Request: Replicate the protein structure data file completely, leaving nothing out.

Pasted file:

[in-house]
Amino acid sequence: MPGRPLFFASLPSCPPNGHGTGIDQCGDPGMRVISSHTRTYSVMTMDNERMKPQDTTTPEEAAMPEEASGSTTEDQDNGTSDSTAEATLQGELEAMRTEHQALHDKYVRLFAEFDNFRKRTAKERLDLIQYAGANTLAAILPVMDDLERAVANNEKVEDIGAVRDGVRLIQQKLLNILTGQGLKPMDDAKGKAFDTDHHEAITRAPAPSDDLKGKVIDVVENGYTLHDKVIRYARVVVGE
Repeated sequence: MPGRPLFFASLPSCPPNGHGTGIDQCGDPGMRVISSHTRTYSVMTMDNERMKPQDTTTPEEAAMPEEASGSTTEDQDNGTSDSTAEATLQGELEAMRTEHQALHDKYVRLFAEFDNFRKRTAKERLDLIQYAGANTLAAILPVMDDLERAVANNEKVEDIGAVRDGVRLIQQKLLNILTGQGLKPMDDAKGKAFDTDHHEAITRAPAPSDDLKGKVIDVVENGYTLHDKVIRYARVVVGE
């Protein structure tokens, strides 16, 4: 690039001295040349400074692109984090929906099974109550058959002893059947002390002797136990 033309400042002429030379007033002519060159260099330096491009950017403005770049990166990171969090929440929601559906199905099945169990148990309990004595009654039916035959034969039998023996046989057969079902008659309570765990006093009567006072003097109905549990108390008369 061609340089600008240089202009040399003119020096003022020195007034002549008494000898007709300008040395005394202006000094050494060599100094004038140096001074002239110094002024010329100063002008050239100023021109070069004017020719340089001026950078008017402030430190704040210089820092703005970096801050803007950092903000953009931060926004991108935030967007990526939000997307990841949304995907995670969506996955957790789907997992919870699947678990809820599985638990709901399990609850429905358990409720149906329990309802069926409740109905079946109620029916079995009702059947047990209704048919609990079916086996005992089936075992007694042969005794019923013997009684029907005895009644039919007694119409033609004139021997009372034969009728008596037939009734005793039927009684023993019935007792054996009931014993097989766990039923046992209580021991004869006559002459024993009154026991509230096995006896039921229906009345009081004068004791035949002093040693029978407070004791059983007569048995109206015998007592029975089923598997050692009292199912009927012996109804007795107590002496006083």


[in-house]
Amino acid sequence: MPGRPLFFASLPSCPPNGHGTGIDQCGDPGMRVISSHTRTYSVMTMDNERMKPQDTTTPEEAAMPEEASGSTTEDQDNGTSDSTAEATLQGELEAMRTEHQALHDKYVRLFAEFDNFRKRTAKERLDLIQYAGANTLAAILPVMDDLERAVANNEKVEDIGAVRDGVRLIQQKLLNILTGQGLKPMDDAKGKAFDTDHHEAITRAPAPSDDLKGKVIDVVENGYTLHDKVIRYARVVVGE
Repeated sequence: MPGRPLFFASLPSCPPNGHGTGIDQCGDPGMRVISSHTRTYSVMTMDNERMKPQDTTTPEEAAMPEEASGSTTEDQDNGTSDSTAEATLQGELEAMRTEHQALHDKYVRLFAEFDNFRKRTAKERLDLIQYAGANTLAAILPVMDDLERAVANNEKVEDIGAVRDGVRLIQQKLLNILTGQGLKPMDDAKGKAFDTDHHEAITRAPAPSDDLKGKVIDVVENGYTLHDKVIRYARVVVGE
């Protein structure tokens, strides 16, 4: 690039001295040349400074692109984090929906099974109550058959002893059947002390002797136990 033309400042002429030379007033002519060159260099330096491009950017403005770049990166990171969090929440929601559906199905099945169990148990309990004595009654039916035959034969039998023996046989057969079902008659309570765990006093009567006072003097109905549990108390008369 061609340089600008240089202009040399003119020096003022020195007034002549008494000898007709300008040395005394202006000094050494060599100094004038140096001074002239110094002024010329100063002008050239100023021109070069004017020719340089001026950078008017402030430190704040210089820092703005970096801050803007950092903000953009931060926004991108935030967007990526939000997307990841949304995907995670969506996955957790789907997992919870699947678990809820599985638990709901399990609850429905358990409720149906329990309802069926409740109905079946109620029916079995009702059947047990209704048919609990079916086996005992089936075992007694042969005794019923013997009684029907005895009644039919007694119409033609004139021997009372034969009728008596037939009734005793039927009684023993019935007792054996009931014993097989766990039923046992209580021991004869006559002459024993009154026991509230096995006896039921229906009345009081004068004791035949002093040693029978407070004791059983007569048995109206015998007592029975089923598997050692009292199912009927012996109804007795107590002496006083």